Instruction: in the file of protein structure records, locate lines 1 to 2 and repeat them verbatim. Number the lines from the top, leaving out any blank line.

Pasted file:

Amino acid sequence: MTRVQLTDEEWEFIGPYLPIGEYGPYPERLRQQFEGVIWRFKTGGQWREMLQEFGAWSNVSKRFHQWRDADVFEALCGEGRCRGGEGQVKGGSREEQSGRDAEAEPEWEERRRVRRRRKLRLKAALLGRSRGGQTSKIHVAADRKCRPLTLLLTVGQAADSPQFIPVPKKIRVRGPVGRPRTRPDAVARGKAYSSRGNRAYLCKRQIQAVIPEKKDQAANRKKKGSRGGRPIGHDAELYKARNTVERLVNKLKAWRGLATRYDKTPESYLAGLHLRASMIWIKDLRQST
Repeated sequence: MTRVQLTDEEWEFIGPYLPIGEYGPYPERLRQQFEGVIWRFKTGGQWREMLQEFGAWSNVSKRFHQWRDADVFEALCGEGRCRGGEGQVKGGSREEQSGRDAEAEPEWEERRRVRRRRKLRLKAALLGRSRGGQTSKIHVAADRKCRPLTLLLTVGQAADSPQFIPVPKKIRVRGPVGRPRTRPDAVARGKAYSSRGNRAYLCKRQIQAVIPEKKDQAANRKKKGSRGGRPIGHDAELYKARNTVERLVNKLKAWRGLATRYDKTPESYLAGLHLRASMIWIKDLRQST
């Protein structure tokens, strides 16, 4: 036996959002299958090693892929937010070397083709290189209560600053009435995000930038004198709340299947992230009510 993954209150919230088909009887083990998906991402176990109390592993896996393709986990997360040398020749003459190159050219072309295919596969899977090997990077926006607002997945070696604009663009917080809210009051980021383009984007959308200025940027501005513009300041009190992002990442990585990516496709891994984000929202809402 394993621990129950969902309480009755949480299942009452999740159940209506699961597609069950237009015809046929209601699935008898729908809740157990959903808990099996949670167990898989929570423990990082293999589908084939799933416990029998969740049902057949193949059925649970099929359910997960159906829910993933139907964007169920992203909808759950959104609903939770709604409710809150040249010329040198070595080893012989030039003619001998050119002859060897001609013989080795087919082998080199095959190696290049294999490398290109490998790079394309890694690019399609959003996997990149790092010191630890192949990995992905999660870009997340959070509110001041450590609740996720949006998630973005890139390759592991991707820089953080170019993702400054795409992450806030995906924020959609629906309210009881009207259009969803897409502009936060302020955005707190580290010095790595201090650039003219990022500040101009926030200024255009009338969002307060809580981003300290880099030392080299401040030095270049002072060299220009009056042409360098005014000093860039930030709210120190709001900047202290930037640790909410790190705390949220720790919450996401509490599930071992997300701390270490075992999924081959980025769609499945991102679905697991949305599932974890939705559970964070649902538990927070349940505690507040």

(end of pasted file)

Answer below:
Amino acid sequence: MTRVQLTDEEWEFIGPYLPIGEYGPYPERLRQQFEGVIWRFKTGGQWREMLQEFGAWSNVSKRFHQWRDADVFEALCGEGRCRGGEGQVKGGSREEQSGRDAEAEPEWEERRRVRRRRKLRLKAALLGRSRGGQTSKIHVAADRKCRPLTLLLTVGQAADSPQFIPVPKKIRVRGPVGRPRTRPDAVARGKAYSSRGNRAYLCKRQIQAVIPEKKDQAANRKKKGSRGGRPIGHDAELYKARNTVERLVNKLKAWRGLATRYDKTPESYLAGLHLRASMIWIKDLRQST
Repeated sequence: MTRVQLTDEEWEFIGPYLPIGEYGPYPERLRQQFEGVIWRFKTGGQWREMLQEFGAWSNVSKRFHQWRDADVFEALCGEGRCRGGEGQVKGGSREEQSGRDAEAEPEWEERRRVRRRRKLRLKAALLGRSRGGQTSKIHVAADRKCRPLTLLLTVGQAADSPQFIPVPKKIRVRGPVGRPRTRPDAVARGKAYSSRGNRAYLCKRQIQAVIPEKKDQAANRKKKGSRGGRPIGHDAELYKARNTVERLVNKLKAWRGLATRYDKTPESYLAGLHLRASMIWIKDLRQST